(PRWEB) March 8, 2005
While the Internet instantly provides kids a world of information, experiences, friends, and enjoyment, it can also expose them to immediate and very serious dangers from online predators.
To ensure your child stays safe on the Internet, read the following crucial Internet safety points and, appropriate to your childÂs age, be sure to share the insights and cautions with them.
The Risk of Online Sex Offenders:
The Federal Bureau of InvestigationÂs "A ParentÂs Guide to Internet Safety" notes that individuals who use the Internet to sexually exploit children:
Â Seduce kids with kindness, trust and even gifts
Â Empathize with kidsÂ problems
Â Relate to childrenÂs hobbies, music and interests
Â Lure children into sexual conversations by sharing pornographic photos or comments
Â Can be any age or sex
Â Use chat rooms or instant messengers to contact kids, and may ultimately try to contact them via phone or meet in person
Why are Children at Risk?
Children, and particularly teens, may be curious about sex and interested in rebelling against their parentsÂ control. They may also like the attention or feel that the person is validating their opinions, a tactic used intentionally by such offenders.
Seven Sign Your Child May be at Risk:
Being an informed parent is the best way to protect your kids online. If you notice any of these behaviors or signs in your child, donÂt look the other way -- talk with your child about their Internet usage immediately:
1. Your child spends large amounts of time online, particularly at night. Most children who are victimized spend a lot of time on the Internet, in chat rooms. They are most vulnerable at night when sex offenders are most likely to seek out victims (although it can occur at anytime of day).
2. You find pornography on the computer. Sex offenders often send pornographic material to children as a way of opening conversations about the topic.
3. Your child receives phone calls from strangers, or makes unusual long-distance phone calls. Most offenders will attempt to contact the child by phone sooner or later.
4. Your child receives packages or letters from strangers. Sex offenders will often attempt to send your child gifts and personal letters. Some have even sent plane tickets asking the child to visit.
5. Your child turns the computer monitor off when you come in the room. A child talking with a sex offender will most likely try to keep it secret from you.
6. Your child becomes withdrawn. Sex offenders prey on children by severing them from their families emotionally. They often over-emphasize minor problems children have with their families as a way of doing so.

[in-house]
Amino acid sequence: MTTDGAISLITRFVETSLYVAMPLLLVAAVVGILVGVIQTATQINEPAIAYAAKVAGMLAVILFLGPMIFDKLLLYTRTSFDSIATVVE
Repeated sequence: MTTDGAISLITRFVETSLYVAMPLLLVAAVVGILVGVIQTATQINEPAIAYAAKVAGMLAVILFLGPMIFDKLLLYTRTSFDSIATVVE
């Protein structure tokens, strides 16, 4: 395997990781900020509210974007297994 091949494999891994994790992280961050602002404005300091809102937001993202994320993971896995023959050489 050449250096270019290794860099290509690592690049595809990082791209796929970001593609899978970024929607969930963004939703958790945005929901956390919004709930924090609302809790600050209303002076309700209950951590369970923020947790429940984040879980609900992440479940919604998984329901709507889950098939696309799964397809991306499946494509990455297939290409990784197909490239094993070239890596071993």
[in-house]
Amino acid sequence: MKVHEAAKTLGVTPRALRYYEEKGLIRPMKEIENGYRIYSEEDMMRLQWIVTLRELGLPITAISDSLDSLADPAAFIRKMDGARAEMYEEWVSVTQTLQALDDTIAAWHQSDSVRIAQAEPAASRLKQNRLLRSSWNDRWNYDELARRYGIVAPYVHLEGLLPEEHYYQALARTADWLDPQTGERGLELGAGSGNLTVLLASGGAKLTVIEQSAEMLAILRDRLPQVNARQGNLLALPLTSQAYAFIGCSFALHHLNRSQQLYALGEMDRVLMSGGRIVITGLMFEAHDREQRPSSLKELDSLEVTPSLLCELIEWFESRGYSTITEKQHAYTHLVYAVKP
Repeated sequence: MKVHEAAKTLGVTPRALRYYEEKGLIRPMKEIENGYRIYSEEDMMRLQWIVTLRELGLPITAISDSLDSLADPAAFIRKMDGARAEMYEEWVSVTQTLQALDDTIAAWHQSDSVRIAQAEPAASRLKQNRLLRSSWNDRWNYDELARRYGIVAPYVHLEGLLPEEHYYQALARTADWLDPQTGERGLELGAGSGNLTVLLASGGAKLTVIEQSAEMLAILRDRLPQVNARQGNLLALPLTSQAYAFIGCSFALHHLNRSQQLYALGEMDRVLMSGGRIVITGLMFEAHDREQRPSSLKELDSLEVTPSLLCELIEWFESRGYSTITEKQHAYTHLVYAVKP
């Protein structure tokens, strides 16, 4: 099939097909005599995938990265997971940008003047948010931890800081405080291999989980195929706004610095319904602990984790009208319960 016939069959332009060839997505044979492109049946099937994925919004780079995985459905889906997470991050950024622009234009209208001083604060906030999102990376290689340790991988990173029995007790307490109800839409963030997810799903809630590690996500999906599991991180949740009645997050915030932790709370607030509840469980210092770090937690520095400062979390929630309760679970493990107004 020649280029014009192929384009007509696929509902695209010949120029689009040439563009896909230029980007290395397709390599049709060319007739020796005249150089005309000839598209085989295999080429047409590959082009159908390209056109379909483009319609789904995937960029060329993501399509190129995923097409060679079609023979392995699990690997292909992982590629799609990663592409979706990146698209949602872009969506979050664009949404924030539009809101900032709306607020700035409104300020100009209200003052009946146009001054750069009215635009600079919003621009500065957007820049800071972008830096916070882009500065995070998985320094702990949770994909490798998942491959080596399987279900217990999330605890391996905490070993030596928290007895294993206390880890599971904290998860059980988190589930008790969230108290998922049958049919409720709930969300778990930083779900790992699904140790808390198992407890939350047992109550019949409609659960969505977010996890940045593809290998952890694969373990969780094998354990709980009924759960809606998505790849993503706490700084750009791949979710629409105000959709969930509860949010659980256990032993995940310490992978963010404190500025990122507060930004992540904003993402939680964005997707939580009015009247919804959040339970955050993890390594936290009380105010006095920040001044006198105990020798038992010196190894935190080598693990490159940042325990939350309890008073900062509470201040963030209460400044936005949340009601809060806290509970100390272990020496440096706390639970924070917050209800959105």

7. Your child uses an Internet account belonging to someone else. If you donÂt subscribe to the Internet, you child may have been given an account name by an offender while using a friendÂs computer.
What to do if you Suspect Your Child is Being Victimized Online:
The FBI offers several important tips to protect your child from this dangerous situation:
Â Talk with your child openly about the dangers of Internet use and your expectations for them while online.
Â Review your childÂs computer periodically for visited Web site and/or pornographic material. Even if you are a computer neophyte, it is worth learning how to review the sites theyÂve visited and the images they have downloaded. You are not "prying" Â you are being a responsible parent.
Â Monitor your childÂs use of online chat rooms and other electronic forms of communication like pagers and cell phones.
Â Invest in the CallerID feature on your home telephone, and request detailed billing from cell phone carriers if your child has a cell phone, to track who is calling your child
Minimize Your Child's Risk:
Finally, there are ways to protect your child and minimize their chances of being victimized. After all, the Internet is an excellent tool that can broaden your childÂs horizons in a positive way, provided itÂs used in a safe manner.
Â Discuss potential Internet dangers with your child
Â Spend time with your child online
Â Keep the computer in a common room (not the childÂs room)
Â Use parental controls provided by service providers to block questionable material and Web sites (internet service providers like AOL and NetZero, as well as major search engines like Yahoo, have a variety of parental controls available at no cost)
Â Instruct your child never to give out their name, phone number, address or photo to someone they meet online
Â Maintain access to your childÂs Internet account and check his/her e-mail occasionally
Â Teach your child that thereÂs more to the Internet than chat rooms, and spend time exploring educational Web sites together
Important: If you are a parent, read ÂThe ParentÂs Guide to Internet SafetyÂ Â compiled by the FBI and prepared from actual investigations with child victims Â that will help you keep your kids safe on the Internet. Access the full report now at http://www.sixwise.com/index.asp?PageAction=Custom&ID=52
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